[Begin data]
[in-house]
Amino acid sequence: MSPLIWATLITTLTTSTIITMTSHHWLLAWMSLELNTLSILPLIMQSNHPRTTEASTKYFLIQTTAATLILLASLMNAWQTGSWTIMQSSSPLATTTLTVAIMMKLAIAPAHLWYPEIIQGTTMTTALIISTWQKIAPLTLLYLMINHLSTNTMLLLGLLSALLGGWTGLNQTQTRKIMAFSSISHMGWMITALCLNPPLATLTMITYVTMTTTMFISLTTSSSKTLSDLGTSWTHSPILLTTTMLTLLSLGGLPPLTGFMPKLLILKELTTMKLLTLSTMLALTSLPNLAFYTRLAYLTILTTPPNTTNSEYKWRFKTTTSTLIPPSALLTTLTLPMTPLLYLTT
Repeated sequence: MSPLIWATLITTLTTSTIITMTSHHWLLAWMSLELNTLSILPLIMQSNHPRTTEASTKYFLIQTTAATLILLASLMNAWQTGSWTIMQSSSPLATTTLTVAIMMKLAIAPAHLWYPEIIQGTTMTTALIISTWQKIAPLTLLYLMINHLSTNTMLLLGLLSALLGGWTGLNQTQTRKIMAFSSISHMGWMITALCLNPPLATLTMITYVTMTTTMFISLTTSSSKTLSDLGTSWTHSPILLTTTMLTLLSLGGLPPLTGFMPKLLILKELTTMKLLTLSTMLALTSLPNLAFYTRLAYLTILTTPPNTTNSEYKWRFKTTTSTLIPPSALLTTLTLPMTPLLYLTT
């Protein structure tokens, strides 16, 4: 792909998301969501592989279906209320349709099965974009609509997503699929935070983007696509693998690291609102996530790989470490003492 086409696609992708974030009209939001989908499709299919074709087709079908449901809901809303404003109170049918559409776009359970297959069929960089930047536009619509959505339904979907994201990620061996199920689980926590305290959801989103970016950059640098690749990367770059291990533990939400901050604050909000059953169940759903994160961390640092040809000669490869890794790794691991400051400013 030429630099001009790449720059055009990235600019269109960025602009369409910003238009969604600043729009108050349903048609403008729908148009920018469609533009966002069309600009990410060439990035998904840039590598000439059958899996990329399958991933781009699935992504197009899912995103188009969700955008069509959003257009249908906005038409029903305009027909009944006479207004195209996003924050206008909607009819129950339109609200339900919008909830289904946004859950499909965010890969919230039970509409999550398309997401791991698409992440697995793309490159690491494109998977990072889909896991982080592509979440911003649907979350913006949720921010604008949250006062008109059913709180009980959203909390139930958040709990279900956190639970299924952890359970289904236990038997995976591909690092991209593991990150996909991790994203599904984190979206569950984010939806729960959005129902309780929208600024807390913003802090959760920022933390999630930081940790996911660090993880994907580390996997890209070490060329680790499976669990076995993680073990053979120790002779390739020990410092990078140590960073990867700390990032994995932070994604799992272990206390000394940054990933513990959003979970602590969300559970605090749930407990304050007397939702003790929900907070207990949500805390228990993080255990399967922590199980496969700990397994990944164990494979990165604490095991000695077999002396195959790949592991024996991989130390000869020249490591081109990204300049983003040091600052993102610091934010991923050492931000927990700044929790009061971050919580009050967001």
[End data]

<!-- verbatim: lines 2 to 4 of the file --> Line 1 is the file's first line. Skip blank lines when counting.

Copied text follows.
Amino acid sequence: MSPLIWATLITTLTTSTIITMTSHHWLLAWMSLELNTLSILPLIMQSNHPRTTEASTKYFLIQTTAATLILLASLMNAWQTGSWTIMQSSSPLATTTLTVAIMMKLAIAPAHLWYPEIIQGTTMTTALIISTWQKIAPLTLLYLMINHLSTNTMLLLGLLSALLGGWTGLNQTQTRKIMAFSSISHMGWMITALCLNPPLATLTMITYVTMTTTMFISLTTSSSKTLSDLGTSWTHSPILLTTTMLTLLSLGGLPPLTGFMPKLLILKELTTMKLLTLSTMLALTSLPNLAFYTRLAYLTILTTPPNTTNSEYKWRFKTTTSTLIPPSALLTTLTLPMTPLLYLTT
Repeated sequence: MSPLIWATLITTLTTSTIITMTSHHWLLAWMSLELNTLSILPLIMQSNHPRTTEASTKYFLIQTTAATLILLASLMNAWQTGSWTIMQSSSPLATTTLTVAIMMKLAIAPAHLWYPEIIQGTTMTTALIISTWQKIAPLTLLYLMINHLSTNTMLLLGLLSALLGGWTGLNQTQTRKIMAFSSISHMGWMITALCLNPPLATLTMITYVTMTTTMFISLTTSSSKTLSDLGTSWTHSPILLTTTMLTLLSLGGLPPLTGFMPKLLILKELTTMKLLTLSTMLALTSLPNLAFYTRLAYLTILTTPPNTTNSEYKWRFKTTTSTLIPPSALLTTLTLPMTPLLYLTT
């Protein structure tokens, strides 16, 4: 792909998301969501592989279906209320349709099965974009609509997503699929935070983007696509693998690291609102996530790989470490003492 086409696609992708974030009209939001989908499709299919074709087709079908449901809901809303404003109170049918559409776009359970297959069929960089930047536009619509959505339904979907994201990620061996199920689980926590305290959801989103970016950059640098690749990367770059291990533990939400901050604050909000059953169940759903994160961390640092040809000669490869890794790794691991400051400013 030429630099001009790449720059055009990235600019269109960025602009369409910003238009969604600043729009108050349903048609403008729908148009920018469609533009966002069309600009990410060439990035998904840039590598000439059958899996990329399958991933781009699935992504197009899912995103188009969700955008069509959003257009249908906005038409029903305009027909009944006479207004195209996003924050206008909607009819129950339109609200339900919008909830289904946004859950499909965010890969919230039970509409999550398309997401791991698409992440697995793309490159690491494109998977990072889909896991982080592509979440911003649907979350913006949720921010604008949250006062008109059913709180009980959203909390139930958040709990279900956190639970299924952890359970289904236990038997995976591909690092991209593991990150996909991790994203599904984190979206569950984010939806729960959005129902309780929208600024807390913003802090959760920022933390999630930081940790996911660090993880994907580390996997890209070490060329680790499976669990076995993680073990053979120790002779390739020990410092990078140590960073990867700390990032994995932070994604799992272990206390000394940054990933513990959003979970602590969300559970605090749930407990304050007397939702003790929900907070207990949500805390228990993080255990399967922590199980496969700990397994990944164990494979990165604490095991000695077999002396195959790949592991024996991989130390000869020249490591081109990204300049983003040091600052993102610091934010991923050492931000927990700044929790009061971050919580009050967001």